Being separated while still living in the same home with your partner is one of the biggest challenges a couple can face. We share our advice on how to survive – and possibly even thrive – with this arrangement.
For anyone considering separation, the thought of continuing to live with your ex might be horrifying. However, there are a few redeeming features – primarily family stability, legal and financial – why cohabitation with an ex is not the worst thing while you sort out the long-term details. If you’re considering or are already in this situation, this article is for you.
Why do people end up separated but living together?
There are plenty of reasons to end a relationship and living together after that separation for various reasons is not a new thing. Technically, you’re separated when you stop living together as a couple. One person may move out of the home, or you can be still living at home together but have separate lives – this is called ‘separated but living together.’
A former couple might choose to live separately but under the same roof where there is no family or domestic violence, and whilst they are deciding on the care of the children and making decisions about their finances. Allowing time to put these arrangements in place is vital for the health and wellbeing of all involved.
What does it involve?
Often where two people live separately under the same roof, they will no longer do things they used to do together. They may no longer eat their meals together. They do not go out and socialise together, and they will no longer do recreational activities together. Family interests, if children are involved, may or may not be done together.
Often living separately under the same roof is a temporary arrangement until both people have separated and finalised their shared finances so that each can go their separate way.
You’ll just need to ensure you’re aware of any documentation or paperwork you need to file for any subsequent divorce application you may wish to make if you’re separated but living under one roof.
The benefits of living together while separated
Besides doing it for the kids, there are a few beneficial reasons why former couples may choose to delay a physical separation.
- There may be a financial saving as two households often mean two lots of expenses
- The person who moves out of the house do not have to start paying rent for another house elsewhere
- The person moving out of the house is not pressured to find other accommodation immediately, just because they have separated.
- There is a transition period, rather than multiple moves and the disruption, time, stress and expense that comes from moving, packing and unpacking furniture and personal belongings
- Separation is done thoughtfully and respectfully for the whole family
Boundaries and rules when living together while separated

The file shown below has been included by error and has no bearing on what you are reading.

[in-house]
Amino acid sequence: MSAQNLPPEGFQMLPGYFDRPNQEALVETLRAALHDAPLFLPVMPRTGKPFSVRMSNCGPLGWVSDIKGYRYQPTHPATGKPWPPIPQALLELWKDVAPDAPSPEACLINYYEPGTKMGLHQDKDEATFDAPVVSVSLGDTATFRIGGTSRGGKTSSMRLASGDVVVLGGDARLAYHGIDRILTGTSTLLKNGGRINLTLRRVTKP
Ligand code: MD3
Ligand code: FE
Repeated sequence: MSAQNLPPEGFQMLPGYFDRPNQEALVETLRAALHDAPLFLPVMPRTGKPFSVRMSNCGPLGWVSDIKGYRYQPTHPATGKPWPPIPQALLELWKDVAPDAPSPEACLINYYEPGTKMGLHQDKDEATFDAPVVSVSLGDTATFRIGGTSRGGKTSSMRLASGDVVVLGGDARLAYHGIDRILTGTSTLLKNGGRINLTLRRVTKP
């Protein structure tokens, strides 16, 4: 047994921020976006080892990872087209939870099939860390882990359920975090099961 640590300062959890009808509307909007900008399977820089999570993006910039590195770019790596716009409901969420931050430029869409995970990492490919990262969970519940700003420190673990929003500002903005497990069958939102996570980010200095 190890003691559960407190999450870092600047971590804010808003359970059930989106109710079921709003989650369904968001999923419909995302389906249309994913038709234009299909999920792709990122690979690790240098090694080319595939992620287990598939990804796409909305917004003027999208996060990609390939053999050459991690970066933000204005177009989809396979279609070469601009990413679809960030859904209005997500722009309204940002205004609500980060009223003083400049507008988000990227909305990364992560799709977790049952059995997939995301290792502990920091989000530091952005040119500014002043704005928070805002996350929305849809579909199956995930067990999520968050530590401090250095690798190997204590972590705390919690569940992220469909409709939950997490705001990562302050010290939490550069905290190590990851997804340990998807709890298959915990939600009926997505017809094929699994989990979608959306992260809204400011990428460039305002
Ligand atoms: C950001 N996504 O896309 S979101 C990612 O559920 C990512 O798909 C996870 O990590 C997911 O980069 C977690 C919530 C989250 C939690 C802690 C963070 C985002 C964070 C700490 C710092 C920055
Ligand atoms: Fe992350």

It’s wise to have some boundaries and rules set in place to protect the feelings of individuals and the expectations that may arise, if you’re living with your ex-partner in this arrangement.
Plan your living space
It is important to organise where each of you will be in the house and when each of you comes and goes. Each of you needs separate areas, especially separate bedrooms or sleeping arrangements. Give each other as much private space as possible.
Finances are near the top of the list when it comes to causes of stress when couples separate. Keep a record of your expenses. Split things like utility expenses down the middle. Separate your accounts but be open about your finances with each other. In any case, this will be necessary when you undertake any financial and/or property settlement.
Tell the children together
If you have children, it’s vital this is done together. Tell them that you are working together to make arrangements to live in separate houses and for them to spend time with both of you. Most importantly, tell them that your separation is something between you as parents and that they are in no way responsible for your separation. Reassure them that you both love them and only want the best, and that they don’t feel like they have to choose or take a side.
Create a co-parenting schedule
Don’t put the children in the middle of your conflict. Organise how each of you will spend time with them and especially for younger children, make a chart and put it on the fridge or in some common place where it’s easy for all to see. You may still do some things together such as having meals if the atmosphere is not tense. Whatever you do, don’t create a situation where the children must choose – keep parenting decisions with the parents and remember this is just temporary.
Depending on the length of time the cohabitation exists, dating other people may arise. And that’s OK! However, remember to be respectful of the household, and honest with the person you’re dating. Consider if this is the right time to put yourself in the dating pool once more.
Above all, make sure you take care of yourself and seek professional support when you need it. There is no shame in separation, and if handled gracefully both you and your loved ones will greatly benefit.